If you’re looking for a unique, small animal pet that can provide companionship and entertain you, ferrets might be a good fit. While they’re related to wild weasels and badgers, ferrets are a fully domesticated species. They’re adapted to living with humans and can form a strong bond with them.
Ferrets show affection similarly to other domestic pets by giving “kisses,” cuddling, and showing excitement when they see their owners. In this article, you’ll learn more about how ferrets demonstrate their feelings towards humans and other ferrets and how you can help your pet be as social as possible.
Ferrets and Humans: The Relationship
Ferrets are thought to have been domesticated about 2,000 years ago, initially to serve as hunting companions and pest control specialists. In modern times, they are primarily kept as pets. In the United States, pet ferrets gained popularity in the 1980s and 1990s.
According to a study from 2012, pet ferrets recognize and respond to similar social cues from humans as dogs1. For example, ferrets and dogs held prolonged eye contact with their owners, but not strangers. Both were more likely to take food from their owners than unfamiliar people.
You Had Me at Hello: How Ferrets Show Affection
As naturally curious animals, ferrets use their mouths to explore unfamiliar objects and show affection to their owners. They may lick or nibble your arm, hand, or face to demonstrate their feelings. Ferrets also lick and groom their ferret friends as a show of affection.
Another way that ferrets show affection is by getting excited when they see their owners. Excited ferrets may vocalize and puff their tails out to demonstrate their happiness. They may also perform what is known as the “dance of joy,” hopping, rolling on the floor, and energetically wiggling from side to side.
Mature ferrets enjoy cuddling with their owners as a sign of affection. Young ferrets usually won’t sit still long enough to cuddle, but that doesn’t mean they don’t love you. Look for these energetic young animals to show affection in other ways.
Are All Ferrets Affectionate?
Like dogs, it is believed that young ferrets have a crucial window of socialization, probably between 4–10 weeks old. During this time, ferrets must receive regular handling and interaction with humans, allowing them to imprint and bond with people. If ferrets don’t receive early contact with humans, it can affect their personality and ability to show affection later in life.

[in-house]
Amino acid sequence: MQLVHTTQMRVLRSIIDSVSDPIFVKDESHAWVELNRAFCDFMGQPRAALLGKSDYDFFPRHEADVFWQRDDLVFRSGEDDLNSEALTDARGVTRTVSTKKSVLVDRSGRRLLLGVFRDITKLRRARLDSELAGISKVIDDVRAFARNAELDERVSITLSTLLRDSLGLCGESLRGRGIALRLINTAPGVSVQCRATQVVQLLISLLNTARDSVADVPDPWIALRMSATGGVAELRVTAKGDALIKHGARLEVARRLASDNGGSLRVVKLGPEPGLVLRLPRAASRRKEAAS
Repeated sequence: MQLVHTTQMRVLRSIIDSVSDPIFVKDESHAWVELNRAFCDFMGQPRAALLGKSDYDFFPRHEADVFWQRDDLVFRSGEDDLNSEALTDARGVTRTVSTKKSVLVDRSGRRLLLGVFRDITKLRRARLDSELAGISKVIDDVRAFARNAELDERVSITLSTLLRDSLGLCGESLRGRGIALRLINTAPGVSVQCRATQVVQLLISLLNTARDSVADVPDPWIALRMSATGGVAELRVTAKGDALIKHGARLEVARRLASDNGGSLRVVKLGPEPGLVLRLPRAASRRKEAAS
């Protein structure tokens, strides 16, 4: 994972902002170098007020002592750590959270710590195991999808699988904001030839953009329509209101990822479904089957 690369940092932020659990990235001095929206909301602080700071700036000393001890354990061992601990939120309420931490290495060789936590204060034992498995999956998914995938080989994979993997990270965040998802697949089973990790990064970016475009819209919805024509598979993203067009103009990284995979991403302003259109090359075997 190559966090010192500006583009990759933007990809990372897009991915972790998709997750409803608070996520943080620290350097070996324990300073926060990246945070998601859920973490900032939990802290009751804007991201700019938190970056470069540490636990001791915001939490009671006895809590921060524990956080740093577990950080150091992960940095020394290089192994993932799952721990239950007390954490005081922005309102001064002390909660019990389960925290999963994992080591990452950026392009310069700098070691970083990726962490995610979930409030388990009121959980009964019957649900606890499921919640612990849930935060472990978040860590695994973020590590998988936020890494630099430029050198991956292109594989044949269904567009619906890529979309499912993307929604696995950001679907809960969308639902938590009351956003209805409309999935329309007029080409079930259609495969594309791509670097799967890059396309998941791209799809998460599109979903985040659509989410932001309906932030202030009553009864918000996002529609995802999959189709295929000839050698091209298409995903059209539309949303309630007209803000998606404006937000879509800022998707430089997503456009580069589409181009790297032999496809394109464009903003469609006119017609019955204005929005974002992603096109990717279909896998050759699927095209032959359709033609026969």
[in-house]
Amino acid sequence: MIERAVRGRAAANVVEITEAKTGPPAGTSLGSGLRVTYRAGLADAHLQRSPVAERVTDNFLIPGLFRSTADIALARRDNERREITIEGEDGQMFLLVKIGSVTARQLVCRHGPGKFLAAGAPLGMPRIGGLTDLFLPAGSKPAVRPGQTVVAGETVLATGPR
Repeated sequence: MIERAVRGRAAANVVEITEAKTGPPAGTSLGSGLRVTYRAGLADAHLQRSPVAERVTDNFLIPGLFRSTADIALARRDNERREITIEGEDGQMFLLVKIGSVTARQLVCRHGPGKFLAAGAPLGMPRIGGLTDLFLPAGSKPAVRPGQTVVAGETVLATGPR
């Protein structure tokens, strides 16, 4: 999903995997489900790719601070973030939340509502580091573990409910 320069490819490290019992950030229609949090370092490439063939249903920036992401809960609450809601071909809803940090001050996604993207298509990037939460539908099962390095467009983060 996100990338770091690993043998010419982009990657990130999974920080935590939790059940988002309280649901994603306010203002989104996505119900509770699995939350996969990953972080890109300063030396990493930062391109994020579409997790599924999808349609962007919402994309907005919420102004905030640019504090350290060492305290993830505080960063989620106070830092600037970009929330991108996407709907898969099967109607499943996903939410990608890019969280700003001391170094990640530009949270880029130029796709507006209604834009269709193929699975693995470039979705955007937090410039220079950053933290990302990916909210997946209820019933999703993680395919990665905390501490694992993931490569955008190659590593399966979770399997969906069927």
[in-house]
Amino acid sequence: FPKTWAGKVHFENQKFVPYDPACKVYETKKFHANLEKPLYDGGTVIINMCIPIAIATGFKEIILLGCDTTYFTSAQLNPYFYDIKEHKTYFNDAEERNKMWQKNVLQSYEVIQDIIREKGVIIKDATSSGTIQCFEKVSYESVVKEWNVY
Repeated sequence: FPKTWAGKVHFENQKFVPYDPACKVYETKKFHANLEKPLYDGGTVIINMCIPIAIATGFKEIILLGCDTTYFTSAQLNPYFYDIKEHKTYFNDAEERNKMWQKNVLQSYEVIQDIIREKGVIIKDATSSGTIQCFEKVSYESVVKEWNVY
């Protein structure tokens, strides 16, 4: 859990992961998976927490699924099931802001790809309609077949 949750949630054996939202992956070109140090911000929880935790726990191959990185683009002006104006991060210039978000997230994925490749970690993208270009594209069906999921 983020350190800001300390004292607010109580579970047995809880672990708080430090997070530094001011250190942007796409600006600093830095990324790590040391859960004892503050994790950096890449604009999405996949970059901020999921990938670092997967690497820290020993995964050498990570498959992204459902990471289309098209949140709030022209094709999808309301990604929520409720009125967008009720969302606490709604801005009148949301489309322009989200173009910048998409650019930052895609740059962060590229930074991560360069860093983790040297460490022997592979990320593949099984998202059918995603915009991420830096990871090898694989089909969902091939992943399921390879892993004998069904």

Poorly socialized ferrets may be less tolerant of human handling and even show aggression and biting behavior. These ferrets won’t show affection in the same way as others and could pose a danger to humans, especially kids. However, it is possible to socialize a ferret later in life with patience, just as you can a dog, but the task is best left to experienced ferret owners.
How Do Ferrets Communicate with Each Other?
Like cats and dogs, ferrets rely on scent as an important communication tool. Ferrets use scent to mark their territory but are not usually as intensely territorial as cats and dogs. When unfamiliar ferrets first meet, they smell each other’s neck, shoulders, and under their tail to gather information about their new friend.
In addition to the “dance of joy,” ferrets use other forms of body language to indicate play behavior, taking a break from play, and sometimes dominance. Ferrets also vocalize frequently, using different tones depending on what they’re trying to communicate.
The excited ferrets chuckle or chortle. Hissing and sometimes barking are used to indicate anger or frustration. Scared or painful ferrets may scream loudly. As mentioned earlier, bonded ferrets lick, cuddle, and groom each other as a sign of affection. Domesticated ferrets are generally quite social with each other and love to live in groups.
Now that you know how ferrets show affection, you might want to experience it firsthand. However, before adding a ferret to your family, check state and local regulations to ensure it’s legal to own one. Although they’re small, ferrets can be a lot of work to take care of, mostly because their curiosity can get them into trouble. Make sure to research what it takes to keep a ferret safe, healthy, and happy before you commit to bringing one home.